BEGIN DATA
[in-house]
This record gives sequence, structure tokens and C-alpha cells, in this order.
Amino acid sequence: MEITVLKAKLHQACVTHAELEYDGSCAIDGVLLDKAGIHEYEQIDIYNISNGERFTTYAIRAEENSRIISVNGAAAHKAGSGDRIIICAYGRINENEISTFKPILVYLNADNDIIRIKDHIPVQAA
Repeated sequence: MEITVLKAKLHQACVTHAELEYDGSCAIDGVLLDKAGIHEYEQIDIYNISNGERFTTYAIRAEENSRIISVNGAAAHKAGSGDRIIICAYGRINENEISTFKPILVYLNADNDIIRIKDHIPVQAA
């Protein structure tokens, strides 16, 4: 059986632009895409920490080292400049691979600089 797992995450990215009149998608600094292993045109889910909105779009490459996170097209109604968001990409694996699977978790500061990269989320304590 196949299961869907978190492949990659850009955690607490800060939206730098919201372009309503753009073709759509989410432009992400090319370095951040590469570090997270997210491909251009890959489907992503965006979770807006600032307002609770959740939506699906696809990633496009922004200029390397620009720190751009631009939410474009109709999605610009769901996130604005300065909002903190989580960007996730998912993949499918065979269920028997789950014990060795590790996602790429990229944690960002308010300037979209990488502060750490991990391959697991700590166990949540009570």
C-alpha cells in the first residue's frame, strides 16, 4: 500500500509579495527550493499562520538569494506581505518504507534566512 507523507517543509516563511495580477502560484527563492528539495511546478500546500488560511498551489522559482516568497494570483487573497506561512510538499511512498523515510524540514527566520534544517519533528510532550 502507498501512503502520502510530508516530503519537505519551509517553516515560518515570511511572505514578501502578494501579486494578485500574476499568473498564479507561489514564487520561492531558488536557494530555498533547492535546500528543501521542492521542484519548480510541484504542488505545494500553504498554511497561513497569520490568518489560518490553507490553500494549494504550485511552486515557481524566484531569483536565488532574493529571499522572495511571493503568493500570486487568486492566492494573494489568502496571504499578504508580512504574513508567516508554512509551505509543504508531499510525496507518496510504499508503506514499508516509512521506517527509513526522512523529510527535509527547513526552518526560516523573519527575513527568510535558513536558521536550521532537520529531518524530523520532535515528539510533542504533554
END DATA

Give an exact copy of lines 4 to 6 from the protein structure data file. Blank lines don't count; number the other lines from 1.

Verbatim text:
Repeated sequence: MEITVLKAKLHQACVTHAELEYDGSCAIDGVLLDKAGIHEYEQIDIYNISNGERFTTYAIRAEENSRIISVNGAAAHKAGSGDRIIICAYGRINENEISTFKPILVYLNADNDIIRIKDHIPVQAA
């Protein structure tokens, strides 16, 4: 059986632009895409920490080292400049691979600089 797992995450990215009149998608600094292993045109889910909105779009490459996170097209109604968001990409694996699977978790500061990269989320304590 196949299961869907978190492949990659850009955690607490800060939206730098919201372009309503753009073709759509989410432009992400090319370095951040590469570090997270997210491909251009890959489907992503965006979770807006600032307002609770959740939506699906696809990633496009922004200029390397620009720190751009631009939410474009109709999605610009769901996130604005300065909002903190989580960007996730998912993949499918065979269920028997789950014990060795590790996602790429990229944690960002308010300037979209990488502060750490991990391959697991700590166990949540009570």
C-alpha cells in the first residue's frame, strides 16, 4: 500500500509579495527550493499562520538569494506581505518504507534566512 507523507517543509516563511495580477502560484527563492528539495511546478500546500488560511498551489522559482516568497494570483487573497506561512510538499511512498523515510524540514527566520534544517519533528510532550 502507498501512503502520502510530508516530503519537505519551509517553516515560518515570511511572505514578501502578494501579486494578485500574476499568473498564479507561489514564487520561492531558488536557494530555498533547492535546500528543501521542492521542484519548480510541484504542488505545494500553504498554511497561513497569520490568518489560518490553507490553500494549494504550485511552486515557481524566484531569483536565488532574493529571499522572495511571493503568493500570486487568486492566492494573494489568502496571504499578504508580512504574513508567516508554512509551505509543504508531499510525496507518496510504499508503506514499508516509512521506517527509513526522512523529510527535509527547513526552518526560516523573519527575513527568510535558513536558521536550521532537520529531518524530523520532535515528539510533542504533554